One minute, you hate President Trump because he is an unbridled dictator trampling the rights of innocent American citizens, especially illegal aliens who are citizens of other countries.
He is using the current Wuhan crisis to finally make good on all his secret promises to hand the United States over to Vladimir Putin. Whatever.
The next minute, you hate President Trump because he is asleep at the switch, having completely failed to take the deadly virus seriously until it became a full-blown pandemic, particularly threatening to America’s prison population. In other words, you are political Goldilockses who hate President Trump no matter what he does.
To be fair, Mr. Trump offers plenty of ammunition in his own words to arm your arguments whichever fever has presently seized you.
“I’m going to put it very simply,” Mr. Trump mansplained to reporters last week. “The president of the United States has the authority to do what the president has the authority to do, which is very powerful.
The president of the United States calls the shots.
When somebody’s the president of the U.S., the authority is total and that’s the way it’s gotta be,” the president of the United States said. Cue the freak-out. Even though Article II, Section 5 of the U.S. Constitution clearly states that the president “shall hath all vested powers to call the shots, which is very powerful.” Section 6 of Article II goes even further to explain that this executive authority is “total,” “shall be bigly,” and — simply — “the way it’s gotta be,” according to the Founding Fathers.
But just last month, Mr. Trump was busy feeding different fevers. He sent the press beagles into flea-scratching yowling and hysterics when he suggested that it was actually the governors out there who have the best authority for dealing with the Chinese Communist Party (CCP) virus now that it had arrived in their own states (from China).
“Respirators, ventilators, all of the equipment — try getting it yourselves,” Mr. Trump reportedly told governors during a conference call.
Oh, if only the Founders had envisioned the modern conference call when they devised federalism! These remarks, of course, were immediately translated by rabid, quarantined political reporters to mean that Mr. Trump was telling governors and their disgusting citizens to drop dead. After all, he basically was telling them to go home and use their automobile tailpipes as ventilators.
You won’t feel a thing, he pretty much told them.
Except, of course, he didn’t use those exact words. Or, any of them, actually. Or anything remotely related to any of them. In fact, the next words out of Mr. Trump’s mouth were pretty much ignored in all the stories of how he had told America to please go die.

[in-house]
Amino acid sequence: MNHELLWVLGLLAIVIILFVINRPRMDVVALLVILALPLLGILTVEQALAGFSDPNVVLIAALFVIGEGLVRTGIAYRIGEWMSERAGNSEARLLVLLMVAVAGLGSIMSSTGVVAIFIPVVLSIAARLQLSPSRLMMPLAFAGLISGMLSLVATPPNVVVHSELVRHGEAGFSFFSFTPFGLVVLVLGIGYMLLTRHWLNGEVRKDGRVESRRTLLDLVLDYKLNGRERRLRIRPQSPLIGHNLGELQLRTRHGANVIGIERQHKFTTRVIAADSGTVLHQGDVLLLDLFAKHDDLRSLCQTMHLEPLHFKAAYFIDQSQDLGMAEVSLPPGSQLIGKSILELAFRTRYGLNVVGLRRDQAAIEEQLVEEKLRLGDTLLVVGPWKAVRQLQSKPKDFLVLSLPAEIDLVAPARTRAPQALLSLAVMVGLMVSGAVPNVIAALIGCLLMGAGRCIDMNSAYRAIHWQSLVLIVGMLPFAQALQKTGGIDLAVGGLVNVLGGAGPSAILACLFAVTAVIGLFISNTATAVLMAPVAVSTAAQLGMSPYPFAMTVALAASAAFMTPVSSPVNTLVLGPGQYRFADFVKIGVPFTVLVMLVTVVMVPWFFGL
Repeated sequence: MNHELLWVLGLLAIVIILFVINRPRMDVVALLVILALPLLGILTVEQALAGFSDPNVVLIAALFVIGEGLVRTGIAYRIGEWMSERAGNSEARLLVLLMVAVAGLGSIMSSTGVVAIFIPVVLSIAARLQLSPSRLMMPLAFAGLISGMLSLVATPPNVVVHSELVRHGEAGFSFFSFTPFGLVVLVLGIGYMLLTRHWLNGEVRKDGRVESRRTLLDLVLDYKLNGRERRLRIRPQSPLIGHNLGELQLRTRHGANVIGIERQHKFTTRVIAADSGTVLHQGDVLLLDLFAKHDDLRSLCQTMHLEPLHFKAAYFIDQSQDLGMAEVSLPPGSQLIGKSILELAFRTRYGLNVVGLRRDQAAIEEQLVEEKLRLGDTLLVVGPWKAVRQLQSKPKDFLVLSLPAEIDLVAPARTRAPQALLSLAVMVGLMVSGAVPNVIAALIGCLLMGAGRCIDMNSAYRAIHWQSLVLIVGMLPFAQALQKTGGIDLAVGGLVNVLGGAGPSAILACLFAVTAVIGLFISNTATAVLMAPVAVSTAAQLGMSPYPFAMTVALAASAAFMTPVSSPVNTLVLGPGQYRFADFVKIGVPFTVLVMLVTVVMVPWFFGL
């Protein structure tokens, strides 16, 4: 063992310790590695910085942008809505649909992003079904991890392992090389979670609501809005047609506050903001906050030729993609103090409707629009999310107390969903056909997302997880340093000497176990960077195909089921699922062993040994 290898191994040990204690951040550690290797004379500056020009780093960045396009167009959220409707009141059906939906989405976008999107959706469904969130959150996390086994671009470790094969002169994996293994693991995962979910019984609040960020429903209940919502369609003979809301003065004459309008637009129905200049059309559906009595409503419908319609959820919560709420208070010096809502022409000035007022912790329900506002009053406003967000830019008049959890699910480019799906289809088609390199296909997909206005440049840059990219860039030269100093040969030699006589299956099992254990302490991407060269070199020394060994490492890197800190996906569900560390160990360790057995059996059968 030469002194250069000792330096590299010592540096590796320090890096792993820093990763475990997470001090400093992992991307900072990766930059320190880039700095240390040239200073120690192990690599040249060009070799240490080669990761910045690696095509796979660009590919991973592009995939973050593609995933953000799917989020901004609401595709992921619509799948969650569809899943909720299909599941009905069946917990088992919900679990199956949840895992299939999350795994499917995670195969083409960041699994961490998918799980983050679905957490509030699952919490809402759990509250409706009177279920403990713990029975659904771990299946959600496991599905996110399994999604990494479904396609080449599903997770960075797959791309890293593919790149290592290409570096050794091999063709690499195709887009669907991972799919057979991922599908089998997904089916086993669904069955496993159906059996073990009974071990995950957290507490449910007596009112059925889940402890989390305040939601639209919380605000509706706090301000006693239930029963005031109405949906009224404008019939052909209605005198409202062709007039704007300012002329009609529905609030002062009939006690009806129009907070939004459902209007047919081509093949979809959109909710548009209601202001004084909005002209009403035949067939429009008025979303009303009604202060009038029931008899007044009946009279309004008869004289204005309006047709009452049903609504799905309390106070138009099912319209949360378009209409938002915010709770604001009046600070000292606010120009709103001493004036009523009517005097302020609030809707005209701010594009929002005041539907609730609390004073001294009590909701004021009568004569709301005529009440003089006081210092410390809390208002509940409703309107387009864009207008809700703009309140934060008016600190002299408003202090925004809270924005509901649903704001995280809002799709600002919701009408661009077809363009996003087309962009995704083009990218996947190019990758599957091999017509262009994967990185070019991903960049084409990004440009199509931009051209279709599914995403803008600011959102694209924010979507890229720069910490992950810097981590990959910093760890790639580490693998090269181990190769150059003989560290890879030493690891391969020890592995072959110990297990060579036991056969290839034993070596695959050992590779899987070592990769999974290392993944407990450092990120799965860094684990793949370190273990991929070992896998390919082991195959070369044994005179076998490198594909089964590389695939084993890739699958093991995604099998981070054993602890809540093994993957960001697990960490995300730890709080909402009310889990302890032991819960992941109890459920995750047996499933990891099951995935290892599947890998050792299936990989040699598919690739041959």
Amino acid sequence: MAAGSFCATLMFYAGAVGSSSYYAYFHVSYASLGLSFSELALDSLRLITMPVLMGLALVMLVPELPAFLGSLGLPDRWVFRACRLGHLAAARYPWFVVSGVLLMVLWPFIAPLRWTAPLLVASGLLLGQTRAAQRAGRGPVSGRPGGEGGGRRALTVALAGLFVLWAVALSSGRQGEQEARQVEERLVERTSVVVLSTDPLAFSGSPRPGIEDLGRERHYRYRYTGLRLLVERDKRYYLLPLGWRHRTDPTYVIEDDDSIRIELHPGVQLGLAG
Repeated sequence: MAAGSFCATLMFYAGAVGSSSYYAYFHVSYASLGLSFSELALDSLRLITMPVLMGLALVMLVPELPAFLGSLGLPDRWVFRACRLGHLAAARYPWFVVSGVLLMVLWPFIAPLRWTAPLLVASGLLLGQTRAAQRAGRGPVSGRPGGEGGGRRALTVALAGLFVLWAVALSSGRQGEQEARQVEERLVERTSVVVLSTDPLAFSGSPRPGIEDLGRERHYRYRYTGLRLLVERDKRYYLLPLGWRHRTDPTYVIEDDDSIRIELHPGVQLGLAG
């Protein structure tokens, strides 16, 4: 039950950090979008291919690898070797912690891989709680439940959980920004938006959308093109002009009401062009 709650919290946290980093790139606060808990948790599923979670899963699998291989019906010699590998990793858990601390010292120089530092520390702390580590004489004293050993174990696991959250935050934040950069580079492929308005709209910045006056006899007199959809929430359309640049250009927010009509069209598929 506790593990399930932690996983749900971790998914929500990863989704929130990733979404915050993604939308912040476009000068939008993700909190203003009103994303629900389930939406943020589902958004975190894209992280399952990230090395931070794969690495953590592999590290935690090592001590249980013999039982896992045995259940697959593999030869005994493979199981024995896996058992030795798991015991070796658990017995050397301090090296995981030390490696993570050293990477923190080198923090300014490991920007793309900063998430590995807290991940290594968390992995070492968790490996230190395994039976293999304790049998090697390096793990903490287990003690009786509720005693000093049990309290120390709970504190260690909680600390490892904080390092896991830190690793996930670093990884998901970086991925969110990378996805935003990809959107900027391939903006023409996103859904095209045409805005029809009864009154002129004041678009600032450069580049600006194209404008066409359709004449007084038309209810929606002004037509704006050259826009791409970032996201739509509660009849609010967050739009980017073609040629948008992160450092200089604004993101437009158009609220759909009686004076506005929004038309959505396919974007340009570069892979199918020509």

“We will be backing you, but try getting it yourselves,” he said of the respirators and ventilators. “Point of sales — much better, much more direct if you can get it yourself.”
In other words, Mr. Trump encouraged governors that they and their powers are best suited to be on the front lines battling a public health crisis such as this. Precisely as the Founders envisioned. All of which brings us to this week’s “Moment of Gratitude.”
Nothing is more vital during endless quarantine than taking a moment every day to add up all the blessings around us that offset the considerable misery and hardship.
This little exercise does not make the hardships go away nor does it erase the misery, but it puts everything into perspective. One of those blessings these days is happening over at the Department of Justice. Every day, it seems, we learn more and more how constitutionally unhinged the previous administration’s Department of Justice had become.
At the highest levels of the most powerful domestic agency in the country, government operatives were falsifying evidence, lying under oath to judges, and using secret powers to investigate, torment, and destroy political enemies. This is all totally astonishing, and the only people who are not shocked by it are the boiling frogs.
Today, however, that very same department is helmed by Attorney General William Barr, the greatest attorney general since Edmund Jennings Randolph, with the possible exception of William Wirt. While Mr. Trump gives political answers to political questions, Mr. Barr never strays from his lane of strict legal constitutionality.
In a wide-ranging interview this week with radio host Hugh Hewitt, Mr. Barr defended the actions of governors and the president in responding to the initial CCP virus with executive alacrity.
But he also warned that as an ongoing matter — as the immediacy of the crisis fades — the clear constitutional rights of individual citizens return to urgent supremacy.
Present shut-downs, he warned, come perilously close to “house arrest.”
This, of course, caused the flea-bitten press beagles back to their hide-scratching, eye-rolling madness. And at the notion the federal government’s attorney general would dare challenge governors’ authority to arrest innocent citizens in their own homes, Democrats mounted the barricades of “states’ rights!”
I am not kidding. Turn on the TV. They are actually talking about it on air. Publicly.
They are not even wearing hoods. (Not even the governor of Virginia.) Which is pretty comical, considering how much Democrats today claim to be sensitive to the ways in which “states’ rights” arguments have been twisted into ugly weapons throughout American history. But, then again, it was the very same Democrats who were twisting those arguments back then.
Just ask Democrat George Wallace. Or Democrat Robert C. Byrd.